Can coating 3 sides of a wood stove with Refractory Cement reduce stove efficiency

ptm01

New Member
Nov 17, 2019
5
NE
Hi All,
I have a friend in Maine who heats his house with wood during the winter. He has to cut a lot of wood to do so. His Vermont Castings Vigilant stove cracked several years ago and he has coated much of the inside with refractory cement . Only the front doors and top lid are not coated.
Questions:

1) Will this reduce the efficiency of the stove because less of the fire heat gets radiated to the cast iron and therefore to the outside room?
(He acknowledges that the sides of the stove are cooler than they used to be )

2)The stove currently uses inside air to burn the wood, through a flap in the back. If you are burning a lot of wood, aren't you using up the oxygen in the house and doesn't that lower the air pressure in the house, leading the house to draw in more cold air from the outside? Shouldn't he pipe in outside air directly to the stove? Is there a kit to do that?

3) How do you grab more heat from a Vermont Castings Vigilant Stove. Do the kits that sit in or around the stove pipe and blow hot air, work?

In advance, thank you for your help.

Regards,

Peter
 

bholler

Chimney sweep
Staff member
Jan 14, 2014
19,411
central pa
Hi All,
I have a friend in Maine who heats his house with wood during the winter. He has to cut a lot of wood to do so. His Vermont Castings Vigilant stove cracked several years ago and he has coated much of the inside with refractory cement . Only the front doors and top lid are not coated.
Questions:

1) Will this reduce the efficiency of the stove because less of the fire heat gets radiated to the cast iron and therefore to the outside room?
(He acknowledges that the sides of the stove are cooler than they used to be )

2)The stove currently uses inside air to burn the wood, through a flap in the back. If you are burning a lot of wood, aren't you using up the oxygen in the house and doesn't that lower the air pressure in the house, leading the house to draw in more cold air from the outside? Shouldn't he pipe in outside air directly to the stove? Is there a kit to do that?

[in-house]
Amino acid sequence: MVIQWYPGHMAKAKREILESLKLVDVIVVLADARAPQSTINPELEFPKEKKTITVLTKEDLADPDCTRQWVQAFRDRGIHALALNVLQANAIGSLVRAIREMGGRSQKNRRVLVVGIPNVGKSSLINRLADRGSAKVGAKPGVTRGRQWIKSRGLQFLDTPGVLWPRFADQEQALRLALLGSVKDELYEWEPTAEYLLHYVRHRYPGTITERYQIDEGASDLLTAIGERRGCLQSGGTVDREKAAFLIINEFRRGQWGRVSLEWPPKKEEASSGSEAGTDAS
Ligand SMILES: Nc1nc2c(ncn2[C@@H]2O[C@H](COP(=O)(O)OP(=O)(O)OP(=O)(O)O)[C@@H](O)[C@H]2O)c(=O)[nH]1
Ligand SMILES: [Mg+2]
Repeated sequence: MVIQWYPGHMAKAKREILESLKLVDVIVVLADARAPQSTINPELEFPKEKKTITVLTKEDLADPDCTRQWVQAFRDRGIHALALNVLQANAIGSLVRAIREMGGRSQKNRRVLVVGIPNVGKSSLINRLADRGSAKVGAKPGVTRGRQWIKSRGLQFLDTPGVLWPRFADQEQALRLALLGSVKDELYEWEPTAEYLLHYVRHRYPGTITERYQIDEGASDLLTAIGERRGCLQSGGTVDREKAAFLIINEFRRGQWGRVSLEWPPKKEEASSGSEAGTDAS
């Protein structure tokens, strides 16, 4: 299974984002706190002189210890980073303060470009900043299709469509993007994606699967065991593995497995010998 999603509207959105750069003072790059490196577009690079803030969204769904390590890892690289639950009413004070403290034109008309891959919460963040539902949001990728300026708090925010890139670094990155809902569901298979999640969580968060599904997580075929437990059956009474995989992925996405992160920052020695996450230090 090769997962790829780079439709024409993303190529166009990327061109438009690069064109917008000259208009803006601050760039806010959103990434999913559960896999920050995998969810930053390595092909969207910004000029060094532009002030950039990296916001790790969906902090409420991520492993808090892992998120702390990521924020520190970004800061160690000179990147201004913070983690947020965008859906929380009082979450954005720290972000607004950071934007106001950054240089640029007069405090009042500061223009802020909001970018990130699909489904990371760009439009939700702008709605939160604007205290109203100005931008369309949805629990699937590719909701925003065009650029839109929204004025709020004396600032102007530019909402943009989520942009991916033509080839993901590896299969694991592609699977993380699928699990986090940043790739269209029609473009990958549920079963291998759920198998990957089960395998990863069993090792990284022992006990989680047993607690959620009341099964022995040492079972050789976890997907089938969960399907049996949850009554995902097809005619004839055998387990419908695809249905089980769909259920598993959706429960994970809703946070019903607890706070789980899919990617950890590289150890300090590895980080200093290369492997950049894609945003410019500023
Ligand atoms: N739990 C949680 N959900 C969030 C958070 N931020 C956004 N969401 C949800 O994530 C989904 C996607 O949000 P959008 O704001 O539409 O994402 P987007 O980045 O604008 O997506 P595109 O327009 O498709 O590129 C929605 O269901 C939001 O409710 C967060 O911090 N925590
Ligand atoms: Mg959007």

3) How do you grab more heat from a Vermont Castings Vigilant Stove. Do the kits that sit in or around the stove pipe and blow hot air, work?

In advance, thank you for your help.

Regards,

Peter
If his stove is cracked it is time to get a new one. There are many more efficient and durable stoves available that are easier to use
 

ptm01

New Member
Nov 17, 2019
5
NE
If his stove is cracked it is time to get a new one. There are many more efficient and durable stoves available that are easier to use
Thank you for your advice. Would you be able to list some options that I could present to him ? Do the newer stoves have a payback period because they use less wood?
 

bholler

Chimney sweep
Staff member
Jan 14, 2014
19,411
central pa
Thank you for your advice. Would you be able to list some options that I could present to him ? Do the newer stoves have a payback period because they use less wood?
They may use a bit less wood yes. But the payback is in not having an unsafe cracked cast iron box with a fire in it in your home. As far as recommendations do some research here there are tons of good stoves on the market now.
 

begreen

Mooderator
Staff member